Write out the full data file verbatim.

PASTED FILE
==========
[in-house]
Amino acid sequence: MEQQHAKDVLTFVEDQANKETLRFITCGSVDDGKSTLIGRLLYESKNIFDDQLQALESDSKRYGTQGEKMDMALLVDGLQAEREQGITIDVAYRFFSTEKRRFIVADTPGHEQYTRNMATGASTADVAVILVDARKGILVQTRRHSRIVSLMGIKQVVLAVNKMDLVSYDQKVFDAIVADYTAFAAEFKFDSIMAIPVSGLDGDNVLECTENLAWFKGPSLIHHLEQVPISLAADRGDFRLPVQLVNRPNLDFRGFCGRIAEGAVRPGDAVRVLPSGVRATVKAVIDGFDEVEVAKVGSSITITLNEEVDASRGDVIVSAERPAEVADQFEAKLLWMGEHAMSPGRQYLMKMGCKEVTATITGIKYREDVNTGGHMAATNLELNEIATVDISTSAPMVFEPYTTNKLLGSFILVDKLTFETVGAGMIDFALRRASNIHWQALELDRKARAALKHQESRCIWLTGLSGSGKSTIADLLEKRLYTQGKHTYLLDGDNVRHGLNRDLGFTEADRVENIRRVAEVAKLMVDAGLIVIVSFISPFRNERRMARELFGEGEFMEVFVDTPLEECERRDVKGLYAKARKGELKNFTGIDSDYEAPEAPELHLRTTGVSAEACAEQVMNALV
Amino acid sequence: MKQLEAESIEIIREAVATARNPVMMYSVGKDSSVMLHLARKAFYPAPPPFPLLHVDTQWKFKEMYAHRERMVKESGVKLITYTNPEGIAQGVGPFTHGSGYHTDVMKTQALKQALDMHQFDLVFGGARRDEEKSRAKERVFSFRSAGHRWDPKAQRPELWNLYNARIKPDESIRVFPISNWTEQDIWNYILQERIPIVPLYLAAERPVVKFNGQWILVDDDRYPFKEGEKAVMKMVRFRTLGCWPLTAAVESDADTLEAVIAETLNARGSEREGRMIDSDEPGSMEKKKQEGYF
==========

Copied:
[in-house]
Amino acid sequence: MEQQHAKDVLTFVEDQANKETLRFITCGSVDDGKSTLIGRLLYESKNIFDDQLQALESDSKRYGTQGEKMDMALLVDGLQAEREQGITIDVAYRFFSTEKRRFIVADTPGHEQYTRNMATGASTADVAVILVDARKGILVQTRRHSRIVSLMGIKQVVLAVNKMDLVSYDQKVFDAIVADYTAFAAEFKFDSIMAIPVSGLDGDNVLECTENLAWFKGPSLIHHLEQVPISLAADRGDFRLPVQLVNRPNLDFRGFCGRIAEGAVRPGDAVRVLPSGVRATVKAVIDGFDEVEVAKVGSSITITLNEEVDASRGDVIVSAERPAEVADQFEAKLLWMGEHAMSPGRQYLMKMGCKEVTATITGIKYREDVNTGGHMAATNLELNEIATVDISTSAPMVFEPYTTNKLLGSFILVDKLTFETVGAGMIDFALRRASNIHWQALELDRKARAALKHQESRCIWLTGLSGSGKSTIADLLEKRLYTQGKHTYLLDGDNVRHGLNRDLGFTEADRVENIRRVAEVAKLMVDAGLIVIVSFISPFRNERRMARELFGEGEFMEVFVDTPLEECERRDVKGLYAKARKGELKNFTGIDSDYEAPEAPELHLRTTGVSAEACAEQVMNALV
Amino acid sequence: MKQLEAESIEIIREAVATARNPVMMYSVGKDSSVMLHLARKAFYPAPPPFPLLHVDTQWKFKEMYAHRERMVKESGVKLITYTNPEGIAQGVGPFTHGSGYHTDVMKTQALKQALDMHQFDLVFGGARRDEEKSRAKERVFSFRSAGHRWDPKAQRPELWNLYNARIKPDESIRVFPISNWTEQDIWNYILQERIPIVPLYLAAERPVVKFNGQWILVDDDRYPFKEGEKAVMKMVRFRTLGCWPLTAAVESDADTLEAVIAETLNARGSEREGRMIDSDEPGSMEKKKQEGYF